Educators in this winter of pandemic confusion and social turmoil have had a lot to worry about. Newspapers, their predilections toward empathy overridden by their need to keep circulation up to sell ad space, have lately discovered, aided by some actual data, “learning loss.” No longer the subject of occasional summer musings while kids cavort at beachside or actually work at jobs or are busy learning new things at camp or summer school, Learning Loss, in headlines with capital Ls, is now an outcome much to be feared from the COVID-19 crisis.
Educators share this concern, of course, but we have an opportunity here to break apart some of what “learning” is to try to focus on what’s really being “lost” and what we might do, even in truncated terms, shattered schedules, and multimodal classrooms, to focus on what matters.
A key word in the conversation about how to minimize learning loss in this tumultuous time has been “content,” accent on the first syllable, as supplying the accented-second-syllable kind in quantity is out of most educators’ hands right now. The learning loss narrative tends to focus on content, used as a synonym for “how much stuff from a textbook kids memorize.”
First, it’s sad that most adults look back on their classroom learning in elementary and high schools as an aggregation of discrete factoids, formulas, and truisms; we’ve got to do better. But it’s also sad that as educators we haven’t done such a great job ourselves of clarifying the bigger aspects of learning that we actually value most: skills, understandings, and habits of mind. (And if you don’t hear those words uttered in the voice of the late Grant Wiggins, I am sorry that you missed that.)
The things we intend to teach, broadly, are, yes, content. But when we allow this to be defined exclusively by the kinds of low-Bloom-level facts and formulas that need to be memorized, we miss the boat we actually believe we are sailing.
What matters to most teachers is that students know how to take that low-level-Bloom stuff and relate it to and integrate it with other concepts. We want students to be able to analyze and apply, to think critically (if you will accept that as a real thing; some educators have a hard time with that for reasons that escape me), to use what they know as a starting point and as a set of cognitive processes and mental and emotional dispositions that will make the learning that matters not be those low-Bloom-level things but in fact the ability and the inclination to observe the world, to note things that are significant or important, and to think about these things in a way that leads to something that matters or helps in the learner’s life—whether on the final unit assessment or in later life.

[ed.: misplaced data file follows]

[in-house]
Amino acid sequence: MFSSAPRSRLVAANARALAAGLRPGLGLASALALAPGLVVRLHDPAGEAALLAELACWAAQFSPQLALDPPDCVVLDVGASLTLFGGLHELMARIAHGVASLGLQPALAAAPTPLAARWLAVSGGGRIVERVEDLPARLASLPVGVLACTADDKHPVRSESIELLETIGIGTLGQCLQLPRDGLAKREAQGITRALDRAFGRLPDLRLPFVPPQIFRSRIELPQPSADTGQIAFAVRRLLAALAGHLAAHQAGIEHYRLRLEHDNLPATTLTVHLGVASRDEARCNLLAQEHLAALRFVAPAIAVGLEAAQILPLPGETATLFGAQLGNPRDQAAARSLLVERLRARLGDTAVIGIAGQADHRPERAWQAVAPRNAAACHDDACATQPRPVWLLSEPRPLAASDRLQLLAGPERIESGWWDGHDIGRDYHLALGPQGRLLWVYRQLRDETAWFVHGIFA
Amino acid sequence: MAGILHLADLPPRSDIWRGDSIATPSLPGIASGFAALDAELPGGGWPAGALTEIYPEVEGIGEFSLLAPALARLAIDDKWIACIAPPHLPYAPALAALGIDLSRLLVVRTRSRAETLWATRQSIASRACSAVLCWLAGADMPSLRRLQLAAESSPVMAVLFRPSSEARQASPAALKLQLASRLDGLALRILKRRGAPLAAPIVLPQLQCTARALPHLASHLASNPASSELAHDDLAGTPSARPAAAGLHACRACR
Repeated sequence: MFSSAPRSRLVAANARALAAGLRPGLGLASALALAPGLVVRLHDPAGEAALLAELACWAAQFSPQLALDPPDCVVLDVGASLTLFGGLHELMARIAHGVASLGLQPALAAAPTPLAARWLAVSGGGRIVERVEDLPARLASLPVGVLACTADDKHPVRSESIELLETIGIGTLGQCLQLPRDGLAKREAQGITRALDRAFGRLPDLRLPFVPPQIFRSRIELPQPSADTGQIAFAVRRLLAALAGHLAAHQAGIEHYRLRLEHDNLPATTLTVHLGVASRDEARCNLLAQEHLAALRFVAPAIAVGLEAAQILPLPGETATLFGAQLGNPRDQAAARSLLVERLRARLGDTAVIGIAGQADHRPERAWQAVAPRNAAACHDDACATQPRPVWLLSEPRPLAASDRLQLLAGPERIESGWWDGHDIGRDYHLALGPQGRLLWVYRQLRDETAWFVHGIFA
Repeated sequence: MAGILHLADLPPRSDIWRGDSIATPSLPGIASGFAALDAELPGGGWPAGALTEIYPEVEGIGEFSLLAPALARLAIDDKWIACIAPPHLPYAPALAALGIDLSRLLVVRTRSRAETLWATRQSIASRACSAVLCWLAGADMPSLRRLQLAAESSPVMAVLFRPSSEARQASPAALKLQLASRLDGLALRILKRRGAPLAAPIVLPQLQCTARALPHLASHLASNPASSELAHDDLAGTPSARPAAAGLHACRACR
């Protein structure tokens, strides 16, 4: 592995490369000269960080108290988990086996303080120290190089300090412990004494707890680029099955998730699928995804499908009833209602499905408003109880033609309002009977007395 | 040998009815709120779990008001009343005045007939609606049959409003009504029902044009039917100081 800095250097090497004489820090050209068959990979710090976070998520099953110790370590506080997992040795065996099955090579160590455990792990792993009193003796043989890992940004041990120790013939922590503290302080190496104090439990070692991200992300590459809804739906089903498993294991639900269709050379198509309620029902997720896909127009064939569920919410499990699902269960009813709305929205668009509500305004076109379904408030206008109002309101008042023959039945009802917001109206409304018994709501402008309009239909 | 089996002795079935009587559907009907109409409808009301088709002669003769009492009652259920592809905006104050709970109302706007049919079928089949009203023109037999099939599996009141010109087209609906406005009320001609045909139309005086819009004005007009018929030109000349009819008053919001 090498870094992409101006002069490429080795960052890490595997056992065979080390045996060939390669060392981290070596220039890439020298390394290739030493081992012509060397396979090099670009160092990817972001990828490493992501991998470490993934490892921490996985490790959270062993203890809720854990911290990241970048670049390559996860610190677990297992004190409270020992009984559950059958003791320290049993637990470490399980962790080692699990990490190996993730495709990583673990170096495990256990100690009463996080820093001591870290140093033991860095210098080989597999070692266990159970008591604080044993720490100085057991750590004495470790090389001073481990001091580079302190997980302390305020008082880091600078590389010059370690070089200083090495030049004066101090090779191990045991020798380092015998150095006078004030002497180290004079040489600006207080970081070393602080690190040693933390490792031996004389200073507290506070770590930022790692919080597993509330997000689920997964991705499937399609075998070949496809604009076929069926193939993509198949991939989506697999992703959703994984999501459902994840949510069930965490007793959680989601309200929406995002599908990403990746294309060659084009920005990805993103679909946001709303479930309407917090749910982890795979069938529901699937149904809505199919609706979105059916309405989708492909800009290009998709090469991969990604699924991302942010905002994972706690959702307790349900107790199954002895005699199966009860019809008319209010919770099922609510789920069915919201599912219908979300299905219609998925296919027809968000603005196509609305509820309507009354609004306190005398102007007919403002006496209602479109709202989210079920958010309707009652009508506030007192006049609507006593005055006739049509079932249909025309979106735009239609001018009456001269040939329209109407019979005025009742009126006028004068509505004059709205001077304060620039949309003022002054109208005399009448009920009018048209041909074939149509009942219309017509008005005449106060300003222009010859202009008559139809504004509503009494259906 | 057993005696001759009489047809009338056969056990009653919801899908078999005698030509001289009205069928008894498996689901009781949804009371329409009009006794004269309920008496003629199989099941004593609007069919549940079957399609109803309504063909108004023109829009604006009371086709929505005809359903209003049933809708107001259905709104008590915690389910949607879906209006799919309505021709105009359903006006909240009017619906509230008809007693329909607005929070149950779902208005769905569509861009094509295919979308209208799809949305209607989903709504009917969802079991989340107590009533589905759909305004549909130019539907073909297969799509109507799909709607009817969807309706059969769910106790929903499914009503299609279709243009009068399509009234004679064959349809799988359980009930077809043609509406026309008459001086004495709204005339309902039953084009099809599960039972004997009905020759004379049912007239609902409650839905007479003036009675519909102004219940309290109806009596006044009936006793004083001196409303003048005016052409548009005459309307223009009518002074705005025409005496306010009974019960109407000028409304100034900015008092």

Here’s an overly simple analogy that might help. Years ago I used to enjoy watching my mother-in-law make soup. There were a basic set of processes and a few basic and kind of standard ingredients. But she never made the same soup twice. The soup du jour depended on what ingredients were lying around and either fresh or just kind of needing to be used. It depended on the weather and time of year. It depended on when the soup might be served and what with.
If you will, the “content” that mattered as I learned from Sally how to make soup, was the steps in the process. I also learned about flavors and combinations and timing. The content of soupmaking is not the onions and peas and broth and herbs; the content is the integration of little physical pieces with heat in a particular order for particular lengths of time. The content is knowing how long to proceed with one step until moving on to the next. The content is knowing when the soup tastes right.
If educators are to make the most of the disrupted months ahead, they’ll need to focus not on the onions and peas of their subject areas but on how to prepare them in ways that matter. It’s not whether students can define the Wilmot Proviso but whether they understand how historical American slavery led both to the Civil War and to a society rife with racism and inequity. It’s not that they must be able to name the steps of the Krebs Cycle but that they understand how the causal relationships among those steps mirror the whole process of life itself, the interrelationship of organisms and their environment. Knowing a bunch of vocabulary words in Spanish is critically important and useful, but knowing how we assemble nouns and verbs and adjectives and adverbs to yield human communication is the real aim.
Normally we start with the small (“content”) and move to the big (“concepts,” or “skills, understandings or habits of mind”). Perhaps this is the time to think about starting with the big and using the small as a model—watching Sally make one kind of soup as I internalized the process of soup-making, in general and as a life skill.
Here’s a hint for all of us. We often start our “backwards” unit and course designs with essential questions. These are BIG, and some teachers really enjoy coming up with them as helping to clarify learning goals (speaking for myself, anyhow). But how frequently, after introducing the unit, do we bring these questions forward in the day-to-day learning experiences of students? How about if we did this all the time—to keep the BIG learnings right up front for our students and ourselves. Wilmot and Krebs have their place and significance, but if one of these or something like it—or even a few of them—must be sacrificed in the interest of time in this COVID-19 year, must the necessary big conceptual learning be lost?
We say, No. If we lead with and assess on concepts and ideas and dispositions and not factoids and formulas, kids will not lose essential learnings this year. The news writers will have to find something else to worry us about.
Brad Rathgeber (he/him/his)